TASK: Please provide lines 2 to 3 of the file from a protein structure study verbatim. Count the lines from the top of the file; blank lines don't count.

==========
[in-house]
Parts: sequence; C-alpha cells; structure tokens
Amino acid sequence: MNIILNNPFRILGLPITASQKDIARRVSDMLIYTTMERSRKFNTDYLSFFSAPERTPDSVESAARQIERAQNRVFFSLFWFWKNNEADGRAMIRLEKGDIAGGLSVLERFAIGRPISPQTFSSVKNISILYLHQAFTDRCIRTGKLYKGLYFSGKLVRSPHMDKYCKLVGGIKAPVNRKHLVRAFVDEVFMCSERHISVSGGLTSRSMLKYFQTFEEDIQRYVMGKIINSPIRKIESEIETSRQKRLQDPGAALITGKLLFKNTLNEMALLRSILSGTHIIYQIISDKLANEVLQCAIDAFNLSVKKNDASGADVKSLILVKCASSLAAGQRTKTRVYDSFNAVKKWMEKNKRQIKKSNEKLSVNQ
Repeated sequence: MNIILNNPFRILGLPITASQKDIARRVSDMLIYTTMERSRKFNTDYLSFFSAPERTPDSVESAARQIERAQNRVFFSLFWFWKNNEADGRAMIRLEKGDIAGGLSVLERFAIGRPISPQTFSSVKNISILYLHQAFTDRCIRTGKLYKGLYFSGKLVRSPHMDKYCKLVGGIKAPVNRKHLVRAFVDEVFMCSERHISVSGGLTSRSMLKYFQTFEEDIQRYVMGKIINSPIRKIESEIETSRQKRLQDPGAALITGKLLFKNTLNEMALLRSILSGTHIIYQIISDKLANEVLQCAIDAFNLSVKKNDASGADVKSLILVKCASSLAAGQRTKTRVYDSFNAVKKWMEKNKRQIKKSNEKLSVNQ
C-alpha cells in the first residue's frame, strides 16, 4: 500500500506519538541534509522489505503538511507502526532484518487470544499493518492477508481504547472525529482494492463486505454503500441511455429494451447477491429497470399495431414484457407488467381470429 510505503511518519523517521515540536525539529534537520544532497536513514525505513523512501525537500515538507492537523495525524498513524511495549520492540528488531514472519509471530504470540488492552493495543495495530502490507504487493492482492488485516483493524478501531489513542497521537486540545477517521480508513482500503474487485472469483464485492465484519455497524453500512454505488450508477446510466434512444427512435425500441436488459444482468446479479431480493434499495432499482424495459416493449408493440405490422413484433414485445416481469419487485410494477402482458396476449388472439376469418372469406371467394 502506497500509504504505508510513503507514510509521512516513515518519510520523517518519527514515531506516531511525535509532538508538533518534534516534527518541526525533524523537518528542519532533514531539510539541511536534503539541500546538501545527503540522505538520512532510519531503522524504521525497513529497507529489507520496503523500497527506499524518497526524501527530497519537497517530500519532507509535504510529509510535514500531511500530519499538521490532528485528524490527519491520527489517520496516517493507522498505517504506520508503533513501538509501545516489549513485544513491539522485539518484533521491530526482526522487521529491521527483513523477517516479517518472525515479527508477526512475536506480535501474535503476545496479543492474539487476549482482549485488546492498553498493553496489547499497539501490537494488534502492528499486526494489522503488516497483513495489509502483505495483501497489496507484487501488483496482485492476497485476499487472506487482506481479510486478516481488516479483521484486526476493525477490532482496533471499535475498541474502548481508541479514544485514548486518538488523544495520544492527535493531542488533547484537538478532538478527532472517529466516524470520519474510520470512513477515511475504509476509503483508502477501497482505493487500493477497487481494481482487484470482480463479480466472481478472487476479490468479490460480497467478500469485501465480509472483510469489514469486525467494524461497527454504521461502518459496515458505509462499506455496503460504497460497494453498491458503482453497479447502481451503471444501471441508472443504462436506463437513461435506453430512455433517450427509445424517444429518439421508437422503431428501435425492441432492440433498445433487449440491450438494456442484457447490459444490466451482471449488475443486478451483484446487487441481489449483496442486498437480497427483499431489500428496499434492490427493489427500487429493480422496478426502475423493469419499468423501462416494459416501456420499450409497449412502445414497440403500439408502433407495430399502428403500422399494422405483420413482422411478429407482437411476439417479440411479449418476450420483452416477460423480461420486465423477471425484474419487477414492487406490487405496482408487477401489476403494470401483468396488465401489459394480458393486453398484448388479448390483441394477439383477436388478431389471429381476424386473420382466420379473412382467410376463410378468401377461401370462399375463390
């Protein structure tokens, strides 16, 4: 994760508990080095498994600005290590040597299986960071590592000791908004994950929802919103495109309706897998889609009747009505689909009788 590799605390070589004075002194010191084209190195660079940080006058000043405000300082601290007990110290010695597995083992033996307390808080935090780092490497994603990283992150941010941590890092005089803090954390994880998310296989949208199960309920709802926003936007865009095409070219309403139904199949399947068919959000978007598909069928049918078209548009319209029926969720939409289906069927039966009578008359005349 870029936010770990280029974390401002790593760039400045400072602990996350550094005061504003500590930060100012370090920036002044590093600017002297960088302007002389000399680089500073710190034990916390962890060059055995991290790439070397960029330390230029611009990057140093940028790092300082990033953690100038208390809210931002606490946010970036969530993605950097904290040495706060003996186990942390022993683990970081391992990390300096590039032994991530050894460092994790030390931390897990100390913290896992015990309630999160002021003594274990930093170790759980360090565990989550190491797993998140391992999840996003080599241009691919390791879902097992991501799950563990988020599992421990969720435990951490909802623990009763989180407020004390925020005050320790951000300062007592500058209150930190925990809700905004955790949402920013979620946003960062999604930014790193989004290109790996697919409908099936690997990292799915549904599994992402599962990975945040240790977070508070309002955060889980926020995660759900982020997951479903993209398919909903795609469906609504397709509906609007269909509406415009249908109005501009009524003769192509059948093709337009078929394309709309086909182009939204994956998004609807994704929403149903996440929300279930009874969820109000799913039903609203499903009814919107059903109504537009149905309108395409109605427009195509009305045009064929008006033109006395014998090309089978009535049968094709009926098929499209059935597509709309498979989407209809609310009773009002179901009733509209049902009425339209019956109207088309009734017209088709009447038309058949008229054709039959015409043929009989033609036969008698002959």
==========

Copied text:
Parts: sequence; C-alpha cells; structure tokens
Amino acid sequence: MNIILNNPFRILGLPITASQKDIARRVSDMLIYTTMERSRKFNTDYLSFFSAPERTPDSVESAARQIERAQNRVFFSLFWFWKNNEADGRAMIRLEKGDIAGGLSVLERFAIGRPISPQTFSSVKNISILYLHQAFTDRCIRTGKLYKGLYFSGKLVRSPHMDKYCKLVGGIKAPVNRKHLVRAFVDEVFMCSERHISVSGGLTSRSMLKYFQTFEEDIQRYVMGKIINSPIRKIESEIETSRQKRLQDPGAALITGKLLFKNTLNEMALLRSILSGTHIIYQIISDKLANEVLQCAIDAFNLSVKKNDASGADVKSLILVKCASSLAAGQRTKTRVYDSFNAVKKWMEKNKRQIKKSNEKLSVNQ